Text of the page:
China’s total gold demand was 927 tonnes in 2017, a 4.4 per cent decline from 2016 levels, according to our initial estimates. Meanwhile, the country’s mine production is expected to fall by approximately 10 per cent in 2017, mainly due to environment crackdowns which resulted in a fall in production from domestic smelter production.
Demand continues to fall after the 2013 peak
China’s total jewellery fabrication volume was 615 tonnes for 2017, a 3.4 per cent annual decline from the 2016 volume, and 57 per cent of its peak 2013 level. Chinese demand from the jewellery sector is significant because this segment accounted for two-thirds of the country’s gold consumption in 2017. The pure gold segment (24 carat) continued to suffer as consumer tastes shifted, looking for more fashionable designs. As a result, the non-pure gold pieces experienced strong growth. However, we estimate that the non-pure gold pieces only made up 13 per cent of the whole gold industry in 2017. The pure gold segment, which has the lion’s share of the market, continued to suffer.
After sluggish demand for gold bars in the first three quarters, demand finally picked up in the fourth quarter, especially after the US Federal Reserve raised interest rates in December. The market expectation was that the gold price would bottom after the event, and thus there was a small-scale gold rush in the market, leaving some retailers’ cupboards empty. However, it was probably too late to make a significant impact for the year as a whole. According to our initial estimates, the country’s gold bar demand amounted to 215 tonnes in 2017, a 9 per cent year-on-year decrease. We also noticed that there was a huge number of bars being smuggled out of China during 2017.
Chinese is gold price higher than the international benchmark
The annual average of the Chinese gold premia was $9.8/oz in 2017, compared to $6.4/oz in 2016. The overall average for 2016 looked likely to be much lower – it was only $2.7/oz for the first ten months. Then in November ($13/oz) and December ($32.5/oz) there was a sudden surge in the Chinese price, mainly due to the sudden depreciation of the yuan, which lost 2.5 per cent of its value against the dollar during that period. The People’s Bank of China (PBOC) was nervous: high premia attracts high import volumes, meaning further yuan outflows.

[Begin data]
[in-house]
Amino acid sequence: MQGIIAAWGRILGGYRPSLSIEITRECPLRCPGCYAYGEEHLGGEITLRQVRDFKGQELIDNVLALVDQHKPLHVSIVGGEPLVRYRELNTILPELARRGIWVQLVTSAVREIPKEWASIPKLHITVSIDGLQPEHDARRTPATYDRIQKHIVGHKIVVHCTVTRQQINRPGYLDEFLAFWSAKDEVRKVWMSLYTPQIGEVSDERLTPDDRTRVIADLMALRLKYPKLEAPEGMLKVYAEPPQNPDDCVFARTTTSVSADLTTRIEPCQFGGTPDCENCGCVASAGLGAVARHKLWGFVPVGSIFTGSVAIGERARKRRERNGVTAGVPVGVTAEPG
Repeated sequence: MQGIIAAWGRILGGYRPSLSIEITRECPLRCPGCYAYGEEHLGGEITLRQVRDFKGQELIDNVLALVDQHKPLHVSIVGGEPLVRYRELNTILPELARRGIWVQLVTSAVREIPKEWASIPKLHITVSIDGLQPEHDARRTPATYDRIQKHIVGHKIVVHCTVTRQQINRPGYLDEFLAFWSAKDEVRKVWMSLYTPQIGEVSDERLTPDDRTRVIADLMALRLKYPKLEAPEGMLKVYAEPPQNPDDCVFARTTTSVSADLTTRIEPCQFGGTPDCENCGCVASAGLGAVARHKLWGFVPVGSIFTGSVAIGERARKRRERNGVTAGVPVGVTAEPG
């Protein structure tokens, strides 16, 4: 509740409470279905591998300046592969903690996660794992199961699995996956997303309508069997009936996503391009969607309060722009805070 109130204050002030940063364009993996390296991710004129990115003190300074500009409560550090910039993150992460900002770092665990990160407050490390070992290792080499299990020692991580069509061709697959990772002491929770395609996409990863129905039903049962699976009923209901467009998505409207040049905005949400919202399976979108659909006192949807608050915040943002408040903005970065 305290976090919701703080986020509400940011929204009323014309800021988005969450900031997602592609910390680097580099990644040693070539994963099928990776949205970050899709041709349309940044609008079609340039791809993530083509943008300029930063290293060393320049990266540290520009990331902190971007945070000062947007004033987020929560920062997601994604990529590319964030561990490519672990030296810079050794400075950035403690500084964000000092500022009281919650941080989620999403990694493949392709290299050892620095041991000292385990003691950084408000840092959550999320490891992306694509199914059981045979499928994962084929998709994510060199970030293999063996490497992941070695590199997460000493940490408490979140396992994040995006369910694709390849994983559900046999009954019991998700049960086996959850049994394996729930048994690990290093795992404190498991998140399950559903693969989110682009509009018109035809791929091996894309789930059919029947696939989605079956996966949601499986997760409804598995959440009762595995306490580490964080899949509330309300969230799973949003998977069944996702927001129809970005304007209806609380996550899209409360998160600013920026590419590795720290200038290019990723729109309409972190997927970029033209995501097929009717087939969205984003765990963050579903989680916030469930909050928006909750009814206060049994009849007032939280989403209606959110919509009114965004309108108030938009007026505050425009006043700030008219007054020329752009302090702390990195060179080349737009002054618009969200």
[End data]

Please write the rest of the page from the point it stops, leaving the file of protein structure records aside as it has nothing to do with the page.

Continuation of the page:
However, 2017 was another story. Contrary to expectations, the yuan managed to appreciate against the dollar by 6.3 per cent during 2017, despite the US raising interest rates three times during the year. The appreciation of the yuan was notable from the end of May until the first week of September, and resumed again in mid-December. The market expectation that the yuan would continue to depreciate in 2017 was crushed.
Chinese gold demand will continue to fall in 2018
Barring any huge market panic, China’s gold demand is likely to have peaked in 2013, and is very unlikely to return to those levels in future, regardless of the state of the domestic economy. The reality is that the Chinese community is shifting from treating gold jewellery as a safe haven asset to a fashionable complementary. This is especially noticeable with younger generations. The carat gold segment will continue taking market share away from the pure gold segment, both in supply and demand. Suppliers are more eager to promote non-pure gold jewellery, simply because of higher margins. Consumers also like non-pure gold items because of their more sophisticated designs, and the cheaper price tag. Therefore, even if China’s economy continues to improve and the consumption sentiment stimulates more sales in the jewellery sector, the use of gold will continue to fall. As a result, while gold demand in China stabilised in the final quarter of the year, we expect further downward pressure (in terms of volume) in 2018.
The gold price does not need the Chinese to be propelled
Investment demand is always less predictable than the fabrication demand, as market sentiment changes from time to time. The Chinese were bearish on the gold price in 2017, as most of them thought the increase in interest rates by the US would provide support to the dollar, thus creating pressure on commodities. Ironically, the dollar plummeted and the gold price ended the year 13 per cent higher. The gold price has started strongly in 2018 and if the momentum continues, then we can expect investment demand from China is likely to pick up.
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